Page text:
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THE EXCLUSIONARY RULE
The aim of the Exclusionary rule is to protect the rights of American citizens, protect them from arbitrary intrusion and dissuade law officials from abusing constitutional rights. The rule prevents the use of direct evidence gathered in violation of the Constitution inadmissible in court. Evidence such as one gained from unreasonable search and seizure or other unconstitutional manner may be suppressed by the court. This means that the court will mostly not admit such evidence in the event of the criminal’s trial. The rule is also employed when a violation indirectly results in incriminating evidence.
Exclusionary rule provides protection against Fourth Amendment. The Fourth Amendment offers freedom and protection from Government agents and their activities, including search and seizure made without a signed warrant from a judge. Initially, the law excluded the state courts, but by 1961, the rule gained a universal recognition for all criminal proceedings. The exclusionary rule protects citizens against violations of Fifth Amendment’s self-incrimination and Sixth Amendment’s right to counsel.
Without probable cause or reasonable suspicion, any evidence gained from search and seizure is invalid. For instance, if a police officer accosts a lady in a mall, searches her bag and chances upon some incriminating evidence concerning a crime, that evidence is inadmissible in court even if the evidence rightly proves that the lady committed the crime.
Furthermore, all further evidence stemming from the violation of the citizen’s rights is also deemed inadmissible in court. Recovery of evidence based on such illegal conduct is termed ‘fruit of the poisonous tree’ and thus can be rejected during trial.
The Exclusionary rule is applicable to every person within the United States whether citizens, immigrants or mere visitors.
Exceptions of the Exclusionary Rule
The exclusionary rule does not apply in grand jury proceeding, civil matter or parole revocation hearing. Other exceptions to the rule include:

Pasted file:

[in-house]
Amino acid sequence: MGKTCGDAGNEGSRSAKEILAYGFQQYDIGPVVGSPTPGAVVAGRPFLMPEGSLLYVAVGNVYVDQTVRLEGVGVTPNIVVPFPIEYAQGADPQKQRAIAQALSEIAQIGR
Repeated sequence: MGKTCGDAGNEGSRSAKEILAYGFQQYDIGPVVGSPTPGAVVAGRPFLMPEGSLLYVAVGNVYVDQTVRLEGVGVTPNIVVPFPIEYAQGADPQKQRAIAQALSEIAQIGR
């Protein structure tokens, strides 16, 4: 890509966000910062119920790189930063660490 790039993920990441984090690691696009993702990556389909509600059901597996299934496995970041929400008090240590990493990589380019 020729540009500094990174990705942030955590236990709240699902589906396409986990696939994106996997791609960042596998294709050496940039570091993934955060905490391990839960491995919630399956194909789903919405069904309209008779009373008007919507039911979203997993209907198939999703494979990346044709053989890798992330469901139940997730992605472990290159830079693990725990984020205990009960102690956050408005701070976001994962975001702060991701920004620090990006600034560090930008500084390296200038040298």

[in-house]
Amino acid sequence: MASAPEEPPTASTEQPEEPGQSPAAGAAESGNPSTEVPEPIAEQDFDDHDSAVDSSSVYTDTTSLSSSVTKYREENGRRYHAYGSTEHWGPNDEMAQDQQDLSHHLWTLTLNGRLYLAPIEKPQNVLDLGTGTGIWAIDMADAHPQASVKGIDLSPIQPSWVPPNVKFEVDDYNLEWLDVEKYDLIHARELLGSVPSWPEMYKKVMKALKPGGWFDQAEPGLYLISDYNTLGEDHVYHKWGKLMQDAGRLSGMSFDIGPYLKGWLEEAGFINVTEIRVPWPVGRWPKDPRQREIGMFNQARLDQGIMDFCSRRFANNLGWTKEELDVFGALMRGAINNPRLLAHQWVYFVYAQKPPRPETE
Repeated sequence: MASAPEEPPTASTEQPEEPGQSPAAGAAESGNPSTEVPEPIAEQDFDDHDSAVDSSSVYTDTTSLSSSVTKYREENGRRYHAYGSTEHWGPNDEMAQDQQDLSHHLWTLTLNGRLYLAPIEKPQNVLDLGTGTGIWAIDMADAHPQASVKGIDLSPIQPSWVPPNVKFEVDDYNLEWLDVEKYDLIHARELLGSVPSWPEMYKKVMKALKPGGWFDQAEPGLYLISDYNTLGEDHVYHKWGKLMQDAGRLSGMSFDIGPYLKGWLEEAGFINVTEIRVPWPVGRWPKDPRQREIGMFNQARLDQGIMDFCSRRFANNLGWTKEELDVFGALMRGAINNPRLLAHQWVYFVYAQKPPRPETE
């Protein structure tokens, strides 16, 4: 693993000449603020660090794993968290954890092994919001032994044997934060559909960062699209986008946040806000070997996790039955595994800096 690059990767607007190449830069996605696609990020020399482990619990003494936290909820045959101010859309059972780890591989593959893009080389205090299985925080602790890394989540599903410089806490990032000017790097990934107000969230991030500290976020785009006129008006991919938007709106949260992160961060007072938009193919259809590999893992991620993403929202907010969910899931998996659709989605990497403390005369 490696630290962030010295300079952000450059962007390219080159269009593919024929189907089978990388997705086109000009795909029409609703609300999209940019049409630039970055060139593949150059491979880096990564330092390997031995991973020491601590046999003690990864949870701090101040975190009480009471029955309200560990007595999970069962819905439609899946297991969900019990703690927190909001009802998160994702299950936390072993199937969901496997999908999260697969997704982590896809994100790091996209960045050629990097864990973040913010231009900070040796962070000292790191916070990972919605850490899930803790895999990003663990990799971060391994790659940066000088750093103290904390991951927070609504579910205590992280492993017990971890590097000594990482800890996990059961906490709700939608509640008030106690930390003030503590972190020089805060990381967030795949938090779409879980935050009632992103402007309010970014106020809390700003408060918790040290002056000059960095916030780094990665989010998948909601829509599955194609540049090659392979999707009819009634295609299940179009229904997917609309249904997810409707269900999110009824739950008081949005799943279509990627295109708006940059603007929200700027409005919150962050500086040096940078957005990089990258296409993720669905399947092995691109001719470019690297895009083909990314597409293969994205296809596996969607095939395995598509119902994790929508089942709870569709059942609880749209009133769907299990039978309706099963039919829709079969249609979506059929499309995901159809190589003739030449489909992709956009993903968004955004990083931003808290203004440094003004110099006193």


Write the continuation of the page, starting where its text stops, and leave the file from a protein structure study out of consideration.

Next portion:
- The ‘Good-faith exception’ which allows evidence gathered by officers who are unaware that the warrant in their possession is invalid/defective. The officers believed that they were working with a valid document signed by the appropriate authority.
- Inevitable discovery rule involves gathering of evidence that would have been lawfully discovered inevitably. Even though the evidence was gained unlawfully maybe through illegal search and seizure but same evidence would also have been discovered eventually, even without a warrant, it is admissible in court.
- Only when the illegal search/seizure violates the defendant’s rights directly can it be suppressed. If it is in violation of a third party’s privacy rights, the exclusionary rule may not apply.
- The Exclusionary rule does not apply if the evidence is acquired from the defendant by a non-government person. A private person like a mall security guard can obtain admissible confession or evidence from the suspect. The rule only seeks to protect individuals from Government officials.
There are other exceptions to the Exclusionary Rule like the Exigent Circumstances Exception, Isolated Police Negligence, the Silver Platter Doctrine, In Court identification and the Attenuation Principal.
You must contact experienced lawyers if for any reason you suspect/believe that you have been unlawfully convicted based on the Exclusionary Rule. You need to act fast lest the available evidence be used against you.